Written by Stephen Kandel
Directed by Marc Daniels
Season 2, Episode 9
Production episode: 2×12
Original air date: November 3, 1967
Star date: 4513.3
A new crewmember, Norman, has come aboard the Enterprise, and he stiffly greets Doctor McCoy and Spock in the hallway. Bones has a bad feeling about him—and since he’s the emotional core of the show, so do we.
MCCOY: There’s something wrong about a man who never smiles, whose conversation never varies from the routine of the job, and who won’t talk about his background.
SPOCK: I see.
MCCOY: Spock, I mean that it’s odd for a non-Vulcan. The ears make all the difference.
Norman makes his way to Auxiliary Control, where he silently karate-chops the crewman there and inputs a new course direction. Sulu can’t override it, and Security can’t seem to find Norman, which is shocking considering he’s taller than even Nimoy and looks like a giant among elves. Norman makes his way to Engineering next, knocking out poor Mr. Scott and reconfiguring the matter-antimatter pods into a trigger relay (yada yada SCIENCE!) that will destroy the ship if they try and override it. He then heads to the bridge, where an angry Kirk demands to know who he is and where they’re now inexorably headed.
Norman says in stilted pauses that “we” require the Enterprise, and reveals a circuit panel on his abdomen, complete with blinking lights: he’s an android! He then crosses his arms and turns himself off for the duration of the flight.
They arrive at a previously uncharted K-class (adaptable for humans) planet, and Captain Kirk, Uhura, Chekov, Spock and McCoy all beam down to the android’s leader. Seated atop a throne is none other than Harcourt Fenton Mudd, aka Harry Mudd, the memorable rascal from “Mudd’s Women.” He declares that he is Mudd I of the planet Mudd, and he is surrounded by many beautiful, and identical, android women.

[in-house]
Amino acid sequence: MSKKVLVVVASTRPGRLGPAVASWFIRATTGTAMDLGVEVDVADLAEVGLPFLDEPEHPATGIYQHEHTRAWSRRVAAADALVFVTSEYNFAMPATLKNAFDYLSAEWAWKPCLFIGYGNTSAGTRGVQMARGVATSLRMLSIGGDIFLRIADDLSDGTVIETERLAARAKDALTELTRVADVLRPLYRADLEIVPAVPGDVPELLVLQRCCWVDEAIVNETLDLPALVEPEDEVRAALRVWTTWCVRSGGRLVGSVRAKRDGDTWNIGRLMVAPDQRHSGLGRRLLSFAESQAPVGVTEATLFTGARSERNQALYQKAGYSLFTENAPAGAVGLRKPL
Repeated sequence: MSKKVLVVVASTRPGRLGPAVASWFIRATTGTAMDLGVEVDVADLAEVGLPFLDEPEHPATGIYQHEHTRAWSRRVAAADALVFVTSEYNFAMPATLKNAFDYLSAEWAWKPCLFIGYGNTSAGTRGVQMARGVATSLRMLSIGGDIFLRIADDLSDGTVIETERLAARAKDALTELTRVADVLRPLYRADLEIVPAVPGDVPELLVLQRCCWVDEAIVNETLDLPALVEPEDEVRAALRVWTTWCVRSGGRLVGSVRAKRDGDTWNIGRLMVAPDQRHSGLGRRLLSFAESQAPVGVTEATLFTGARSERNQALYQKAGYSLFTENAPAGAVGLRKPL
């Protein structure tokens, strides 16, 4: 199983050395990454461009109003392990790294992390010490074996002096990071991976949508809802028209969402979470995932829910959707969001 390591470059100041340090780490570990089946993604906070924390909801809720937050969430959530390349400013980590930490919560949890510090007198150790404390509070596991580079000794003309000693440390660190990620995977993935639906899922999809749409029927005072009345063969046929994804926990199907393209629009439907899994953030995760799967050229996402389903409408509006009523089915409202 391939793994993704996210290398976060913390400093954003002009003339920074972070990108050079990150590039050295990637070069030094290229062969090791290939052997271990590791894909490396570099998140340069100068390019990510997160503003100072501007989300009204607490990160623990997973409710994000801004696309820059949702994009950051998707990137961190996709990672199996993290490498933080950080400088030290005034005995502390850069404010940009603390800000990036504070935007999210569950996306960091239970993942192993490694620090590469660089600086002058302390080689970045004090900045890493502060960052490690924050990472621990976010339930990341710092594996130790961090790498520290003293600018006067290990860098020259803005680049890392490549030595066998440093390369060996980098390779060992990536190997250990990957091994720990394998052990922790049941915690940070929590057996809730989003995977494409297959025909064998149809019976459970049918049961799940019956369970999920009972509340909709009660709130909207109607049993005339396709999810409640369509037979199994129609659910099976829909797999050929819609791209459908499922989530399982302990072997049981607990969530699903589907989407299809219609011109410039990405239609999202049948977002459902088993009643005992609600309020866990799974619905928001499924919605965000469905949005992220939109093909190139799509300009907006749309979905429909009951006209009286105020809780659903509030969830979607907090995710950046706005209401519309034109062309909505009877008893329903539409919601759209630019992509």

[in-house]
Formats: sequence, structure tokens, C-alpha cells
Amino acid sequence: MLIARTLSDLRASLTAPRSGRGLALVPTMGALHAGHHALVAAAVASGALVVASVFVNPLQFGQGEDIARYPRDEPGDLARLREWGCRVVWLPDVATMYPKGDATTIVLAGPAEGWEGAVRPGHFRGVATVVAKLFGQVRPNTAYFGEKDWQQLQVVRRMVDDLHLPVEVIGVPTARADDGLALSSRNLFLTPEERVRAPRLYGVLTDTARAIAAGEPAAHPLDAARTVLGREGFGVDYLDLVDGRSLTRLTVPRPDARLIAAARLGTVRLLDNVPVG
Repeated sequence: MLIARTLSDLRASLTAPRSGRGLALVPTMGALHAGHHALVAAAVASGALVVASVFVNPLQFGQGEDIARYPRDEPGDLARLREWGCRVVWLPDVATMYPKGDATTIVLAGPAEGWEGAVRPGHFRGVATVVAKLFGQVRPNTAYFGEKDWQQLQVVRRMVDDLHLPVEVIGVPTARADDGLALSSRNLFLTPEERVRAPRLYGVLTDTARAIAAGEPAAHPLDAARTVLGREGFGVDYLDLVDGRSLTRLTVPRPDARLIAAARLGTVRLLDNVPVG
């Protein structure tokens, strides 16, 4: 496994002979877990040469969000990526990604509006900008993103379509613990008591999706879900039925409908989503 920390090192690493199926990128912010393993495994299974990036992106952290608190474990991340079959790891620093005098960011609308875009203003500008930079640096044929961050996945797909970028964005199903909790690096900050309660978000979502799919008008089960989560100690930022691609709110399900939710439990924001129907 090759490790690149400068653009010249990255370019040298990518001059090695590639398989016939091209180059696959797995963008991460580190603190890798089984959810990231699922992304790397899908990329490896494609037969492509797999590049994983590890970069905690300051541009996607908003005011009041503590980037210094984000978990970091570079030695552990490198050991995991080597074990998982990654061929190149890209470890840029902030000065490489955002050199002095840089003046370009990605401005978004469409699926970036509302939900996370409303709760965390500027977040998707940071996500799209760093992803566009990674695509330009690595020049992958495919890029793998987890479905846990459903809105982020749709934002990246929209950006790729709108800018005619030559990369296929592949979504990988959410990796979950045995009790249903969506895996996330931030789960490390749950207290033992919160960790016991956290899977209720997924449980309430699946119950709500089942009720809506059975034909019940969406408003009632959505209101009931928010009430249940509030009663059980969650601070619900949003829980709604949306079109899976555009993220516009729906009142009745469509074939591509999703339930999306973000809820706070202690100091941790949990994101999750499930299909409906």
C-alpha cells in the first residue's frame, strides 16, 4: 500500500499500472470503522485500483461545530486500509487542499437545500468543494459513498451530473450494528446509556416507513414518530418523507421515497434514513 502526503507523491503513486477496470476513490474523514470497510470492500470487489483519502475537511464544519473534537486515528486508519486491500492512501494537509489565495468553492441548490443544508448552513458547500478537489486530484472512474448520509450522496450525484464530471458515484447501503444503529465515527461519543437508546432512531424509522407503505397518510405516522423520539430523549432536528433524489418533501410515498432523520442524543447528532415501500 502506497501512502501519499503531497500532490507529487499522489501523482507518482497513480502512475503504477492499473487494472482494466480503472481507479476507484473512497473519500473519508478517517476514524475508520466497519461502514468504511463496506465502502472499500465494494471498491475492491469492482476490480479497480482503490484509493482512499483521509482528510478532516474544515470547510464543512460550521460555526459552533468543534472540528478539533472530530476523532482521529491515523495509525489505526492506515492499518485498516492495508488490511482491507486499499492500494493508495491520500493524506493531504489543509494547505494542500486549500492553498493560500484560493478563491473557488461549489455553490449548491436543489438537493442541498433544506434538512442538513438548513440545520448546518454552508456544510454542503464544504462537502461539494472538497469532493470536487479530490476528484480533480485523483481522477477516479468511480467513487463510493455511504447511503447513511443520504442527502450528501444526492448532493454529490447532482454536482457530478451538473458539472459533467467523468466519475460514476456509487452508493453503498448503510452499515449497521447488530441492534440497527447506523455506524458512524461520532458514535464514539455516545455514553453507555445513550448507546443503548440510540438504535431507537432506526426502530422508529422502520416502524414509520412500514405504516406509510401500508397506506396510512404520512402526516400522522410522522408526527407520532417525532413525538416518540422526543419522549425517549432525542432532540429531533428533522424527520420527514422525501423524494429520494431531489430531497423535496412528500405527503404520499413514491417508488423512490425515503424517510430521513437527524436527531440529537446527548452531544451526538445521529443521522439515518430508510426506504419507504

Mudd is absolutely delighted by Kirk’s arrival, but Kirk is baffled—the last time we saw Mudd he was in custody on the mining planet Rigel. Mudd explains that he escaped from prison, and was able to illegally trade and sell intellectual property to a host of other civilizations, while not paying royalties to the actual owners of said technology. The people of Deneb V caught him and arrested him.
MUDD: Do know what the penalty for fraud is on Deneb V?
SPOCK: The guilty party has his choice. Death by electrocution, death by gas, death by phaser, death by hanging—
MUDD: The key word in your entire peroration, Mister Spock, was, death. Barbarians. Well, of course, I left.
KIRK: He broke jail.
MUDD: I borrowed transportation.
KIRK: He stole a spaceship.
MUDD: The patrol reacted in a hostile manner.
KIRK: They fired at him.
MUDD: They’ve no respect for private property. They damaged the bloody spaceship. Well, I got away, but I couldn’t navigate, so I wandered out through unmapped space, and here I found Mudd.
There are 200,000 androids on the planet, and delighted with humans, they’ve chosen to study him. But Mudd has become bored and restless and made a deal: they would let him leave if he replaced himself with more humans for study. Mudd plans to take over the Enterprise, and leave the ship’s crew on the planet Mudd for all eternity.